There is much discussion among protection providers at the moment about how to increase policy uptake, which is great to see. Advisers also have a big part to play in such development.
At the start of last year, we assessed how we could improve the number of clients taking cover. We looked at the sales journey and focused on ways we thought we could do better.
Did we fully understand the barriers advisers were facing when advising on protection, and were we best placed to come up with the ideas on how to overcome these? We thought we had a pretty good idea but lacked evidence we were on the right lines.
So we asked the advisers what they thought. It sounds obvious but just how often do managers or providers ask those at the coal face how they can really help?
Initially, we carried out a survey with advisers asking them about their perceived barriers to protection. This was valuable in understanding the key issues. Some we were already aware of but there were new areas identified, too.
The next step was discussion groups to focus on the best ways to overcome these barriers. We wanted advisers to come up with ideas, yet recognised they may be reluctant to share their thoughts with those that designed the existing processes. With that in mind, we employed the help of an independent researcher to encourage the advisers to be open and honest about what they thought would help.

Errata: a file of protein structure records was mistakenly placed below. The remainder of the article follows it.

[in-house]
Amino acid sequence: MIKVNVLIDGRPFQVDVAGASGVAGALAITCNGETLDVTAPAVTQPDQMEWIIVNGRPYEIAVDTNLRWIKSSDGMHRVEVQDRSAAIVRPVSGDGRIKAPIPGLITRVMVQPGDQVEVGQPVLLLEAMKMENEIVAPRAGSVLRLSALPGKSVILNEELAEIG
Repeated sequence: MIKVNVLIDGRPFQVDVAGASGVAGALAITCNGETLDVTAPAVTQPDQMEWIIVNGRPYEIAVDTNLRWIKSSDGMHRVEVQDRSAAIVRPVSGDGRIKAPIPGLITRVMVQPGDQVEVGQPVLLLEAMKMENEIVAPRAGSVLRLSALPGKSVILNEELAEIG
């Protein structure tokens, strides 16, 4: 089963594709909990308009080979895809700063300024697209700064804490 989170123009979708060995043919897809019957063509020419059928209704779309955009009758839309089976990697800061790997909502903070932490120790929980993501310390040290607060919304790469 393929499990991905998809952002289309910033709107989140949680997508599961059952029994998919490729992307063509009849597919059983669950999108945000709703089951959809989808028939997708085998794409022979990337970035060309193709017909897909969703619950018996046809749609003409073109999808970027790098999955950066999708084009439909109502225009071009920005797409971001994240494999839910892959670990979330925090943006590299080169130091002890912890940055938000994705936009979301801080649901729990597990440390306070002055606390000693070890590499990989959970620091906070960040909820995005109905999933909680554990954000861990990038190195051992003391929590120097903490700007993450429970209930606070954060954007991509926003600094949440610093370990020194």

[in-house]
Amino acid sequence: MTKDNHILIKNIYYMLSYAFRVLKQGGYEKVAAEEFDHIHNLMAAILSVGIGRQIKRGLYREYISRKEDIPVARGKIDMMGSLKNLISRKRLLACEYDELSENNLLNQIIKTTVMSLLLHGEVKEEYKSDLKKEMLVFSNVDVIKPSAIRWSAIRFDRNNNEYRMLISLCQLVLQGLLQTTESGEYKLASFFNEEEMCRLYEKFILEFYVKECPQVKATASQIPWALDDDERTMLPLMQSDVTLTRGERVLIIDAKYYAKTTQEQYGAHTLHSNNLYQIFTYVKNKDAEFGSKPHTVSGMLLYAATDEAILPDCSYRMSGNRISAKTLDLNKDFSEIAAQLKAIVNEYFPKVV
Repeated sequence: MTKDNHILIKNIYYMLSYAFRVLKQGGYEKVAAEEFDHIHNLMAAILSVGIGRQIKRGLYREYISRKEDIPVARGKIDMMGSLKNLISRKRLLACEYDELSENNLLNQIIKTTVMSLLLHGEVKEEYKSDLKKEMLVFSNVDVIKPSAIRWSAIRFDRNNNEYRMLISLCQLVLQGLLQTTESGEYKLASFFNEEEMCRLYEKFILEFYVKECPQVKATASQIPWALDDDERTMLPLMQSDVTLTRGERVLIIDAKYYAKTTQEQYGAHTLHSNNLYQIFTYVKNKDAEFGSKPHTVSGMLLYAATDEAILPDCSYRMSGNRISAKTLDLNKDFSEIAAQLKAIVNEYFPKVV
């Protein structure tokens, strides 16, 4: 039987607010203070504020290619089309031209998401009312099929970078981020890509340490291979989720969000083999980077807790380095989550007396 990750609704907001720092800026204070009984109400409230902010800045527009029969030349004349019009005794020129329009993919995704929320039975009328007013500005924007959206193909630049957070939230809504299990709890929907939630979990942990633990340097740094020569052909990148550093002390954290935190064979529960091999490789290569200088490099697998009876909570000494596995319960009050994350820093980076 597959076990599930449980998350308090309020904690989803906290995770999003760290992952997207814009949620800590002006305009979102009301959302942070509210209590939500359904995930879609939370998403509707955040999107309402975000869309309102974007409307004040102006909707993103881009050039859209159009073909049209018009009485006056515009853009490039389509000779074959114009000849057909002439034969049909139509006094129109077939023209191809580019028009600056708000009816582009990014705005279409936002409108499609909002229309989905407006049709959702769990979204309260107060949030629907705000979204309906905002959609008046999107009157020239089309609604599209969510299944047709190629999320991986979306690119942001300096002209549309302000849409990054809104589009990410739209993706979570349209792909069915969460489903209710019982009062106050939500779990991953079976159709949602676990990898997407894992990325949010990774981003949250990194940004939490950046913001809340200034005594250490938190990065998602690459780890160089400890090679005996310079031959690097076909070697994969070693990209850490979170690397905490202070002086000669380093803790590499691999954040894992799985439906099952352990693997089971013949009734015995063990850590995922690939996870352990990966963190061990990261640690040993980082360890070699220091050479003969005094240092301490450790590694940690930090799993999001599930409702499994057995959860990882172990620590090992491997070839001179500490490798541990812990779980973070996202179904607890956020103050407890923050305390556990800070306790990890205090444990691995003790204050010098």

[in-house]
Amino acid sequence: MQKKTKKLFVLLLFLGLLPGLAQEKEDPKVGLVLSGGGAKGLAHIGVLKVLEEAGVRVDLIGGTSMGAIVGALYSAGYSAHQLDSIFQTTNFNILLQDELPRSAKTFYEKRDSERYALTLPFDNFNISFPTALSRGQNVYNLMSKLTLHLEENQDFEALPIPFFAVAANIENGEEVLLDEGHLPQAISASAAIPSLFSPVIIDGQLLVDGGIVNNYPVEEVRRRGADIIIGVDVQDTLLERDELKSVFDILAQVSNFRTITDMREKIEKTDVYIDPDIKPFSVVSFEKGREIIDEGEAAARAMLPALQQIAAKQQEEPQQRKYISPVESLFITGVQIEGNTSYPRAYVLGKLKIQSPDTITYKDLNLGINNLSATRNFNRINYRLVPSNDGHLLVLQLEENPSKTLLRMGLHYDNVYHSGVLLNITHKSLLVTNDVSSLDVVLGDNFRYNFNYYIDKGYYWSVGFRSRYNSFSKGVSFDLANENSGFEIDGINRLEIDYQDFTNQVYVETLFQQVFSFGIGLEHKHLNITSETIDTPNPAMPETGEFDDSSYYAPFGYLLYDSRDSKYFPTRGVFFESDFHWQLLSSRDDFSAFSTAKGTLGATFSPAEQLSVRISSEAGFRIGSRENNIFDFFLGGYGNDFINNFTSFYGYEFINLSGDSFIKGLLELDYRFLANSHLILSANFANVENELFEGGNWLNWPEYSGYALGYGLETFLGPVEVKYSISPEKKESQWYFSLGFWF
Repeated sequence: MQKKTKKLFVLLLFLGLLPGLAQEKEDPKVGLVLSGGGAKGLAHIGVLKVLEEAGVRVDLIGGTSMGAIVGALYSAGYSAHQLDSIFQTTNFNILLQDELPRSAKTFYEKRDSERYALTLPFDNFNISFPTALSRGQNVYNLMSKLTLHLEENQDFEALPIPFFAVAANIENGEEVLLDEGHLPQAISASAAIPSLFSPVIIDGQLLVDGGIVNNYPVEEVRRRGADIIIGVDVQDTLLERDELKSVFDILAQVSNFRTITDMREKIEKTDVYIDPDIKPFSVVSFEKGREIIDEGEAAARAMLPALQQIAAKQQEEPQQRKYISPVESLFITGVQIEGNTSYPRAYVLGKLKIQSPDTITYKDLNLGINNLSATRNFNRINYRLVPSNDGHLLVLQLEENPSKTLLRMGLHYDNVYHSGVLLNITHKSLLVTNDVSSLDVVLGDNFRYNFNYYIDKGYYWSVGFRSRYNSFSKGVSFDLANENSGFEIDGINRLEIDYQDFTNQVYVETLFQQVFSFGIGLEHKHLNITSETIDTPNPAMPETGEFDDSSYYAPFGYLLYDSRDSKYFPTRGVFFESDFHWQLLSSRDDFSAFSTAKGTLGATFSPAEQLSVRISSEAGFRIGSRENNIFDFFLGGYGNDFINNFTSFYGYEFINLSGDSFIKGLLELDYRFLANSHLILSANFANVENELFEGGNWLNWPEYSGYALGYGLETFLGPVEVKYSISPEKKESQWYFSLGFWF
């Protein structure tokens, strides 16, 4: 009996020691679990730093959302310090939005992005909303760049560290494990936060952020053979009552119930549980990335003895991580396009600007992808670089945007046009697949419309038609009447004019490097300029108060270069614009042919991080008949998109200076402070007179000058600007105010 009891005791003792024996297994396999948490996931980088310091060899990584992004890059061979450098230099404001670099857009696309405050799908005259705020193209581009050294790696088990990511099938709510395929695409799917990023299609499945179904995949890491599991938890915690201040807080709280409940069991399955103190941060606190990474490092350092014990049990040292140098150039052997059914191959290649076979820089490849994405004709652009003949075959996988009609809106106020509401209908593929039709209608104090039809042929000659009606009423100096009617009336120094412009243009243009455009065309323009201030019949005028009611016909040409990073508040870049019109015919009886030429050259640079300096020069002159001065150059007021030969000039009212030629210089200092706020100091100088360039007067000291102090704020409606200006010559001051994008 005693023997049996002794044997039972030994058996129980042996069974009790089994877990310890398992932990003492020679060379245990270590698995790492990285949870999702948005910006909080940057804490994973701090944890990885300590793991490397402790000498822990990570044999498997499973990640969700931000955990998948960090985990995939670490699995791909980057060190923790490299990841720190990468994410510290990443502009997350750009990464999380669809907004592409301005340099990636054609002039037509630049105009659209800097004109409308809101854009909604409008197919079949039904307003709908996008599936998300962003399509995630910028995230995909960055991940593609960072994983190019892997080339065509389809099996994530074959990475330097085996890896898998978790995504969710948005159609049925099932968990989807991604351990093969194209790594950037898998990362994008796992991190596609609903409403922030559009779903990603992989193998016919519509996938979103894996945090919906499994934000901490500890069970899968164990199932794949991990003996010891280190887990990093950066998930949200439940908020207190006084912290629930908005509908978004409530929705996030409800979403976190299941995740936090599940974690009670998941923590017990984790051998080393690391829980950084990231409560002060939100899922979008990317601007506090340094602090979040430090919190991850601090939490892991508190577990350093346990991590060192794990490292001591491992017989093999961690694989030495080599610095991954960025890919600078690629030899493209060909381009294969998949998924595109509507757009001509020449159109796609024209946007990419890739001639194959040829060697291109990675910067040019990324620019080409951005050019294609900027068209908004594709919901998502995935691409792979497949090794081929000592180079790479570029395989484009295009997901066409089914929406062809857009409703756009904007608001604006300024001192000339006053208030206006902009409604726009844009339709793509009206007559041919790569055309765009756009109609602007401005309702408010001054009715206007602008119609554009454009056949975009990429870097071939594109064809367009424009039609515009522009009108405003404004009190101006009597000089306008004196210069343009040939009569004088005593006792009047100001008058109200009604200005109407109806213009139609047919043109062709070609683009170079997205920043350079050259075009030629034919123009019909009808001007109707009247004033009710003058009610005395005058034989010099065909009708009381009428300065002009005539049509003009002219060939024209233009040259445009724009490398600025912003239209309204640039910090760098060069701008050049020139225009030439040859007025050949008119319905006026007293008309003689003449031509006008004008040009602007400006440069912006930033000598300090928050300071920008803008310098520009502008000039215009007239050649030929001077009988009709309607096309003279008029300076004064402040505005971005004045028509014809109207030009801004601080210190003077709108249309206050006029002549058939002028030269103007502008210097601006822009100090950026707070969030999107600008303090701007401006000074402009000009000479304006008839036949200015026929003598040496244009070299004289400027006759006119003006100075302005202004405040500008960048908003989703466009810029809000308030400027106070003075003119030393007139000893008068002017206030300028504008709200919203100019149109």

The outcome of the survey and research groups was exactly what we wanted and we were able to put together a two-stage plan to improve our adviser journey. We had confidence this would improve both efficiency and numbers.
In the first three months following a process change we saw a 5 per cent increase in the number of protection recommendations sent out. This was improved upon once the second phase went live, with numbers rising by a further 8 per cent.
In hindsight, of course, we should have regularly been engaging with advisers on what was important to them. It is easy to think you are doing so in passing in the office but when you carry out a focused approach to get feedback, the outcome is not always as predicted. The same can be said of providers. They have an understanding of an adviser sales journey but how up to date is it?
How often do new ideas come from people higher up the chain in the industry as opposed to getting feedback from those speaking to clients?
The Seven Families campaign gave fantastic insight into what happens when real people find themselves faced with a situation leaving them unable to earn. Providers engaging with advisers could be the next step in the innovation of products and processes.
Lucy Brown is head of protection at London & Country